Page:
Paul Routledge

There will be a Cabinet reshuffle in July, senior ministers believe. But it will not affect the big names, only figures "on the fringe". An axe seems to be hovering uncomfortably close to Chris Smith, the Culture, Media and Sport Secretary, who has an indigestible plateload of troubles ranging from News at Ten through football hooliganism (not my job, guv) to the ludicrous Dome.

This has to be the last shuffling of the pack before the election. My snout may be wrong on this occasion, but if I were a gambling man, I would put money on a cull of the women in the Cabinet.

William Hague is also contemplating a rearrangement of the deckchairs. Since the ignominious departure of Peter Lilley (remember him?), the Tory leader does not have a deputy. So, when Blair misses Prime Minister's Questions, he is in a quandary over who to field at the despatch box against John Prescott. He can flout convention and do it himself, for 'tis excellent sport. Or he can send Sir George Young, the shadow leader of the House, who is too well-mannered to skewer Prezza.

Accordingly, some serious thought is being given to appointing a deputy. There would then be three: the actual leader, his number two and the alternative leader, Michael Portillo.

Tedious though it may be, I must return to the subject of Andrew Marr's appointment as political editor of the BBC, which is still causing controversy in the Westminster village. Barrack-room lawyers insist that the selection is unlawful, because the post was never advertised, as required by the rules of the corporation. It was made through the old-boy network, over discreet hotel breakfasts in west London. Moreover, this procedure effectively ruled out women contenders, so it probably amounts to sex discrimination as well. The nearest a woman got to the job was by serving at Greg Dyke's table.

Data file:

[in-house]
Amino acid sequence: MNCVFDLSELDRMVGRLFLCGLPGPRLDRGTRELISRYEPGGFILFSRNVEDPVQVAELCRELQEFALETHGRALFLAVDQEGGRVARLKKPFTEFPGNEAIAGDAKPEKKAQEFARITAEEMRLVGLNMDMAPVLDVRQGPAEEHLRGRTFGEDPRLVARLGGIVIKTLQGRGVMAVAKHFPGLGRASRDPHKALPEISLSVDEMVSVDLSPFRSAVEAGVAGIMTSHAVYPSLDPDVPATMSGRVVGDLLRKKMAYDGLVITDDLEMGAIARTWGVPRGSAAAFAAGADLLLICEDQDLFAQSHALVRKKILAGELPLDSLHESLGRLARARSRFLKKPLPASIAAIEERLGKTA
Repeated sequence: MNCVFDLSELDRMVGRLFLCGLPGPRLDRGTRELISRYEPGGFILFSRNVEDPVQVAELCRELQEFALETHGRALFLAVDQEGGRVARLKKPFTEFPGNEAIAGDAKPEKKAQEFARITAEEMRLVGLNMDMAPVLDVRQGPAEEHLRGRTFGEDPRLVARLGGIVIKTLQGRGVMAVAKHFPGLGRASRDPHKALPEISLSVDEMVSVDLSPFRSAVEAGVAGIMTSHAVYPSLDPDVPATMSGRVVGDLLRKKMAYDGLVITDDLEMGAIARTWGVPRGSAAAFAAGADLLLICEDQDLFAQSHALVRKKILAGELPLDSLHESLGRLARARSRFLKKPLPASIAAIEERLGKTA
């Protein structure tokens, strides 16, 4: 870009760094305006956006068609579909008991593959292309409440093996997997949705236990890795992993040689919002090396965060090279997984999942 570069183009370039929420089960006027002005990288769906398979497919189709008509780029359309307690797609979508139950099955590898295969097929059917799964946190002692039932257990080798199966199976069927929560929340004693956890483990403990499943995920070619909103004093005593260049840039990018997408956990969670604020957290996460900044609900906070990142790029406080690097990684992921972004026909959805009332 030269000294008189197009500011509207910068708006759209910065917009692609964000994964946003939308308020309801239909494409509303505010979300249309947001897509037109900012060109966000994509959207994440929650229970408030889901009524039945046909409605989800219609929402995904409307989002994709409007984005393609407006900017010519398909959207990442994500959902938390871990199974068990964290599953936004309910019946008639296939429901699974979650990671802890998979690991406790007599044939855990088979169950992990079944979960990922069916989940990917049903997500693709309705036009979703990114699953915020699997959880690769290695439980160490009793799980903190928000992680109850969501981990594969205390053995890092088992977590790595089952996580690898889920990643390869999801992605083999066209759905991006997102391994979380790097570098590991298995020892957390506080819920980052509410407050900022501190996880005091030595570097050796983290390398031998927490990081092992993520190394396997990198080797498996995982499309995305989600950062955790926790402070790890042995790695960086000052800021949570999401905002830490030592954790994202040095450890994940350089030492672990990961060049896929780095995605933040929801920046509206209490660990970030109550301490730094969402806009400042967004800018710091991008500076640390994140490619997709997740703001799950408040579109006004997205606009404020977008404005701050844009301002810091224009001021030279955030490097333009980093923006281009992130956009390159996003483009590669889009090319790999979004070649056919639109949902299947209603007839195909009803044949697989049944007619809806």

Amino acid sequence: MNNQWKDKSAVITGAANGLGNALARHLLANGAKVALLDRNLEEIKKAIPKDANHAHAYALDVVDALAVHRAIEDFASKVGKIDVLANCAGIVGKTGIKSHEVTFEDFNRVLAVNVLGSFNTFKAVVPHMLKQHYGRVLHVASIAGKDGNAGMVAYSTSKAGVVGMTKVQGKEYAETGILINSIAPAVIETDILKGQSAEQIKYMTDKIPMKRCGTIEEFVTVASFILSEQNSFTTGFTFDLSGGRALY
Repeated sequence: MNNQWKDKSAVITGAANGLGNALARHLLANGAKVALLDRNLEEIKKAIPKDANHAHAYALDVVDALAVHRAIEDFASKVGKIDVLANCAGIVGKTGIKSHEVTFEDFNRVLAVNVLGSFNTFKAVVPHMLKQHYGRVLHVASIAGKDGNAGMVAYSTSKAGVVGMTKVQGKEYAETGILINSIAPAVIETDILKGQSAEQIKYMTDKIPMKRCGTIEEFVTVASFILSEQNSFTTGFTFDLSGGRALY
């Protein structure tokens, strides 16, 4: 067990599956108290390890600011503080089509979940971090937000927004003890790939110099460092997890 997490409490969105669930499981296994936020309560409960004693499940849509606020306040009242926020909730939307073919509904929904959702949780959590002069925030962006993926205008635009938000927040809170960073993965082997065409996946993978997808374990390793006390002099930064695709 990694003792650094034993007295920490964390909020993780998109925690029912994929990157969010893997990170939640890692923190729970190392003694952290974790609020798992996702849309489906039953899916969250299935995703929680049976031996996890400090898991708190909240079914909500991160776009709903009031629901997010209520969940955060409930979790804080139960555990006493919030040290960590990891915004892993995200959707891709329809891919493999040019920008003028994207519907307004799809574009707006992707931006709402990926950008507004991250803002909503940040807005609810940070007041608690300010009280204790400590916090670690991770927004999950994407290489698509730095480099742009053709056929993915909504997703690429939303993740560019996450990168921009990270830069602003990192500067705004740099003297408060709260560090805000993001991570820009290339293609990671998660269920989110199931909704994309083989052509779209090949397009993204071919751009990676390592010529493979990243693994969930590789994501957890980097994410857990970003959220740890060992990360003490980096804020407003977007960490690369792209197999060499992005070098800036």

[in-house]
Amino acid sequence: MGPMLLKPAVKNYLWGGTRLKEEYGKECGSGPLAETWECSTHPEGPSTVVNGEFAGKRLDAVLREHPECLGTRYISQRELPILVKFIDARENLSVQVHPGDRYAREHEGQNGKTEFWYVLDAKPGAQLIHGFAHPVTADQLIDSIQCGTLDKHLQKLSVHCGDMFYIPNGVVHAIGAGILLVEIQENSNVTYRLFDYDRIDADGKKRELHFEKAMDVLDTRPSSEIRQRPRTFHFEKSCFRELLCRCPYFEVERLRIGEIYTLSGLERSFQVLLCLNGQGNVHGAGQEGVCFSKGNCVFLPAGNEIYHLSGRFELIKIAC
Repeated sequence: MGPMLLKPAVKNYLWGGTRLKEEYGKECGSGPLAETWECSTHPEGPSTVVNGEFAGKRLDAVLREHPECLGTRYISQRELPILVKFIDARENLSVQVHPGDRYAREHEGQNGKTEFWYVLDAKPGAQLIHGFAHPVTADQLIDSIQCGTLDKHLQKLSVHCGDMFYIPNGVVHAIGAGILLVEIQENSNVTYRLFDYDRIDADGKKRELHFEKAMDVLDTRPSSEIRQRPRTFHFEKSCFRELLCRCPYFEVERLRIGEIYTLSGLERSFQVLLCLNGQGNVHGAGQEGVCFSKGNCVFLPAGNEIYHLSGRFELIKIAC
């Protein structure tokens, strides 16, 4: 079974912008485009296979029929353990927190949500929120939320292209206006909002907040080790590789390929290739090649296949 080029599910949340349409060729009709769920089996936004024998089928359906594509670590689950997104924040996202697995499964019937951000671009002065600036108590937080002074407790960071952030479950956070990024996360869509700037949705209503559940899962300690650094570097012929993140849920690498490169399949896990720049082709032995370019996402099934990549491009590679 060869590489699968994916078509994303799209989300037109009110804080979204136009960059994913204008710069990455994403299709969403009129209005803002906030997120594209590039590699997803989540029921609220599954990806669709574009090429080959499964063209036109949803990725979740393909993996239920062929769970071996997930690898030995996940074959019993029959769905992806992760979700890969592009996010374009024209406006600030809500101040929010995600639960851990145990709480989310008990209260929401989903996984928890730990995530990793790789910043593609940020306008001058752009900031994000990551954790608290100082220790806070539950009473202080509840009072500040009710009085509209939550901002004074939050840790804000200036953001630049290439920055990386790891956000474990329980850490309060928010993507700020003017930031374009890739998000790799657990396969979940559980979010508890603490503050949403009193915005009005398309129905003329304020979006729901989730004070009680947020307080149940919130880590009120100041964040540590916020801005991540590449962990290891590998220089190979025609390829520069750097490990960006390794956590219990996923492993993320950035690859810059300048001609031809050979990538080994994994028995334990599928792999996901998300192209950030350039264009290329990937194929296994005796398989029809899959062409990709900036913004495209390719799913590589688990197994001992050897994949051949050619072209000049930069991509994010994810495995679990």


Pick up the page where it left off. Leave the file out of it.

I must confess to confusing Tony Wright MP with Tony Lloyd MP, the chairman of the Trade Union Group of MPs last week. Apologies to both. This inexcusable offence was made doubly embarrassing by Brother Lloyd's kind invitation to a reception for his group at the Atrium on Millbank the very day this paragraph was written. I can only plead confusion after being invited by a senior woman Labour member (all right, it was Llin Golding) at the function to admire the legs of Jovanka Humble, the MP for Blackpool North and Fleetwood. I did not think such things happened at Westminster any more. But perhaps some traditional Labour women quite like the old-boy atmosphere of the Commons, unlike Tess Kingham, MP for Gloucester, who is quitting the Commons "because it is too much like a public school". How would the former press officer for War on Want know what a public school is like? She is a product of the state system.

Gerry Monkswell, the Labour hereditary peer, still has the capacity to upset his political masters. Deprived of his voting seat in the Lords in a stitch-up ballot of Labour hereditaries, Monkswell has thrown his hat in the ring for the should-be-safe seat of Dagenham. He is able to do this because the rules about peers standing for the Commons were changed last year. His intervention will not please No 10, whose minion John Cruddace is seeking nomination with the help of the engineering workers' union. The new Labour incumbent, Judith Church, is quitting after only one parliament, a victim of Kingham's Itch.

This business of family values is taken very seriously in Downing Street. Not just with the Blair baby, who is conservatively valued at half a dozen points in the opinion polls, but in the wider sense.

According to friends, Cherie believes in the family so much that she footed the bill for the fourth marriage of her father, the scouse actor Tony Booth. However, there are limits. Cherie did not name her new son after her father. "Know why?" asked a new Labour insider. "Because she's already named her husband that."

The writer is chief political commentator for the Mirror

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